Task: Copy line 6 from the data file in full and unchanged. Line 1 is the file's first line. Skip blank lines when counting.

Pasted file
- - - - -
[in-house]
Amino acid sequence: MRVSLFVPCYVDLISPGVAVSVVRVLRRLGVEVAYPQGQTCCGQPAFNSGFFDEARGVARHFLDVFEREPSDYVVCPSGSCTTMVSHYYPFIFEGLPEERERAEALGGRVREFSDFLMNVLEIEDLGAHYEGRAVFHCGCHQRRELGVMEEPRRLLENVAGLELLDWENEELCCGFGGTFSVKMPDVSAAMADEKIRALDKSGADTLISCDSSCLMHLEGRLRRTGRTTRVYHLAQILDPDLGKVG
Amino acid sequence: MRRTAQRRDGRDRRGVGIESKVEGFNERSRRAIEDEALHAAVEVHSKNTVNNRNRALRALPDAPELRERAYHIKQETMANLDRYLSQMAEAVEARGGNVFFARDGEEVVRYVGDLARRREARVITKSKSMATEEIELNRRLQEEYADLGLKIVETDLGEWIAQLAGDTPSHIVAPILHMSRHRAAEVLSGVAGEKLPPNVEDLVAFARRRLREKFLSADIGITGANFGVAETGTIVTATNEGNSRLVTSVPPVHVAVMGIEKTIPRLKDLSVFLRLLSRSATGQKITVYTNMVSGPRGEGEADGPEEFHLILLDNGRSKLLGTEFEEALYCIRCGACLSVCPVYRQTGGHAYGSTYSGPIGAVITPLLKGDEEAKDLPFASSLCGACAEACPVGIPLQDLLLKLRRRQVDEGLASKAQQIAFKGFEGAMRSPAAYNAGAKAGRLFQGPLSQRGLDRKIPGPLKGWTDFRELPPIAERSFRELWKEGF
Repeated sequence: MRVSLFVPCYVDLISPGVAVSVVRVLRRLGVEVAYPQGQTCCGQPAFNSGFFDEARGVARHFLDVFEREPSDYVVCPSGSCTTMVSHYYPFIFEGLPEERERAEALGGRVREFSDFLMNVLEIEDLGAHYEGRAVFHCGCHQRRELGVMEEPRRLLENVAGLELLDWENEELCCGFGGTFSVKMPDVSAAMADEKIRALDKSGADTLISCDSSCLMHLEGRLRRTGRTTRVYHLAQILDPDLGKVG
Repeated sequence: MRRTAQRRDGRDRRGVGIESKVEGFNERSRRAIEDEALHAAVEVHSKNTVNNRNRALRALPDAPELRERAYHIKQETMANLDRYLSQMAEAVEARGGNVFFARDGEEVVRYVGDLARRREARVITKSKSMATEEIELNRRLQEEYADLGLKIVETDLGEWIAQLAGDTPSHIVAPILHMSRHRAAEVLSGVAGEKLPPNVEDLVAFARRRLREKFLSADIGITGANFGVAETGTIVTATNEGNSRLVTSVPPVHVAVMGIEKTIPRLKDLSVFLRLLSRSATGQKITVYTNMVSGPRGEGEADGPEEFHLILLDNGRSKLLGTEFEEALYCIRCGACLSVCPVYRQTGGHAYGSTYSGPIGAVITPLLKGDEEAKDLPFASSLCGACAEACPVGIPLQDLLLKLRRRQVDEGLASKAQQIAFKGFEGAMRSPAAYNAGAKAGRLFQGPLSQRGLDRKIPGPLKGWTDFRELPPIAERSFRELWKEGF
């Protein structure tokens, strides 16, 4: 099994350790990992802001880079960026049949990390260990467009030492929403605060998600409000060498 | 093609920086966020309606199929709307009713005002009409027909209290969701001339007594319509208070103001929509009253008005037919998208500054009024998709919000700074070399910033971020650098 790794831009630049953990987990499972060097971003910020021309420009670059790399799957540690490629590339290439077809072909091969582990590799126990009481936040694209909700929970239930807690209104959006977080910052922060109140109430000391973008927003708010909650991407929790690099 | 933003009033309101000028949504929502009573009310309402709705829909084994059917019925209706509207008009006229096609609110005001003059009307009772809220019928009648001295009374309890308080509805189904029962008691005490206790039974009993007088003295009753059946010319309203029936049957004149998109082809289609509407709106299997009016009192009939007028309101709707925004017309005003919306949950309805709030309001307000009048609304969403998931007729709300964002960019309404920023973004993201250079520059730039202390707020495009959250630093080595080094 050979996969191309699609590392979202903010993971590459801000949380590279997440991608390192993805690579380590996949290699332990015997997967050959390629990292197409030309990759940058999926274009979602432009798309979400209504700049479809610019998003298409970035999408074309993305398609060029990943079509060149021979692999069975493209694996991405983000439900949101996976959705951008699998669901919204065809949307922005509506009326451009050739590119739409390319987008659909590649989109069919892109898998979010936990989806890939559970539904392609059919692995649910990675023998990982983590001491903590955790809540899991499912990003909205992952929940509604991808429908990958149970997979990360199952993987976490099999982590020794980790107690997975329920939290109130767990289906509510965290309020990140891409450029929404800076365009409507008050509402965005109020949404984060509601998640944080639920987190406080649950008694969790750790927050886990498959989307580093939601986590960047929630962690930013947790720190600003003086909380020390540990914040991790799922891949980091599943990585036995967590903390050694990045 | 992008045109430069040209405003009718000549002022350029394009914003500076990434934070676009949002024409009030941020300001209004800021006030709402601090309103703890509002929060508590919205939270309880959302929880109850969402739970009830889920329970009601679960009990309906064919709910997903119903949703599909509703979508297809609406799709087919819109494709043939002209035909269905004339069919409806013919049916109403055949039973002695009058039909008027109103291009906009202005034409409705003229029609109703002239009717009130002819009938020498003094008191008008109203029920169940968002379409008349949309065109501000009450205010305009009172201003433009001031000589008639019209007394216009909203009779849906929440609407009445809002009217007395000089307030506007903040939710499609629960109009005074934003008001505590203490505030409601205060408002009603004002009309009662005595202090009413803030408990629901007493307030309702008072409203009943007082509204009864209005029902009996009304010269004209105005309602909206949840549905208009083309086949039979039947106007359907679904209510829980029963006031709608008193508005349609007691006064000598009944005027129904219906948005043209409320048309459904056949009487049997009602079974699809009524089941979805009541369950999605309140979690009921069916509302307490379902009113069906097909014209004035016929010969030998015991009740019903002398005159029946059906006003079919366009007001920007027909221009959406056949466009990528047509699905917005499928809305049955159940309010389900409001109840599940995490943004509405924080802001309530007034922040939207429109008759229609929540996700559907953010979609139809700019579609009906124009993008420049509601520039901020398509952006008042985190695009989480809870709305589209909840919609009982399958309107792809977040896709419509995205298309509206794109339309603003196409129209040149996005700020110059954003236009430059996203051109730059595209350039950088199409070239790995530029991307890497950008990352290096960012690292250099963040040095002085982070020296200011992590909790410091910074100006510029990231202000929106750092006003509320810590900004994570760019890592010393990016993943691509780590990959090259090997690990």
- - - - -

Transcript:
């Protein structure tokens, strides 16, 4: 099994350790990992802001880079960026049949990390260990467009030492929403605060998600409000060498 | 093609920086966020309606199929709307009713005002009409027909209290969701001339007594319509208070103001929509009253008005037919998208500054009024998709919000700074070399910033971020650098 790794831009630049953990987990499972060097971003910020021309420009670059790399799957540690490629590339290439077809072909091969582990590799126990009481936040694209909700929970239930807690209104959006977080910052922060109140109430000391973008927003708010909650991407929790690099 | 933003009033309101000028949504929502009573009310309402709705829909084994059917019925209706509207008009006229096609609110005001003059009307009772809220019928009648001295009374309890308080509805189904029962008691005490206790039974009993007088003295009753059946010319309203029936049957004149998109082809289609509407709106299997009016009192009939007028309101709707925004017309005003919306949950309805709030309001307000009048609304969403998931007729709300964002960019309404920023973004993201250079520059730039202390707020495009959250630093080595080094 050979996969191309699609590392979202903010993971590459801000949380590279997440991608390192993805690579380590996949290699332990015997997967050959390629990292197409030309990759940058999926274009979602432009798309979400209504700049479809610019998003298409970035999408074309993305398609060029990943079509060149021979692999069975493209694996991405983000439900949101996976959705951008699998669901919204065809949307922005509506009326451009050739590119739409390319987008659909590649989109069919892109898998979010936990989806890939559970539904392609059919692995649910990675023998990982983590001491903590955790809540899991499912990003909205992952929940509604991808429908990958149970997979990360199952993987976490099999982590020794980790107690997975329920939290109130767990289906509510965290309020990140891409450029929404800076365009409507008050509402965005109020949404984060509601998640944080639920987190406080649950008694969790750790927050886990498959989307580093939601986590960047929630962690930013947790720190600003003086909380020390540990914040991790799922891949980091599943990585036995967590903390050694990045 | 992008045109430069040209405003009718000549002022350029394009914003500076990434934070676009949002024409009030941020300001209004800021006030709402601090309103703890509002929060508590919205939270309880959302929880109850969402739970009830889920329970009601679960009990309906064919709910997903119903949703599909509703979508297809609406799709087919819109494709043939002209035909269905004339069919409806013919049916109403055949039973002695009058039909008027109103291009906009202005034409409705003229029609109703002239009717009130002819009938020498003094008191008008109203029920169940968002379409008349949309065109501000009450205010305009009172201003433009001031000589008639019209007394216009909203009779849906929440609407009445809002009217007395000089307030506007903040939710499609629960109009005074934003008001505590203490505030409601205060408002009603004002009309009662005595202090009413803030408990629901007493307030309702008072409203009943007082509204009864209005029902009996009304010269004209105005309602909206949840549905208009083309086949039979039947106007359907679904209510829980029963006031709608008193508005349609007691006064000598009944005027129904219906948005043209409320048309459904056949009487049997009602079974699809009524089941979805009541369950999605309140979690009921069916509302307490379902009113069906097909014209004035016929010969030998015991009740019903002398005159029946059906006003079919366009007001920007027909221009959406056949466009990528047509699905917005499928809305049955159940309010389900409001109840599940995490943004509405924080802001309530007034922040939207429109008759229609929540996700559907953010979609139809700019579609009906124009993008420049509601520039901020398509952006008042985190695009989480809870709305589209909840919609009982399958309107792809977040896709419509995205298309509206794109339309603003196409129209040149996005700020110059954003236009430059996203051109730059595209350039950088199409070239790995530029991307890497950008990352290096960012690292250099963040040095002085982070020296200011992590909790410091910074100006510029990231202000929106750092006003509320810590900004994570760019890592010393990016993943691509780590990959090259090997690990």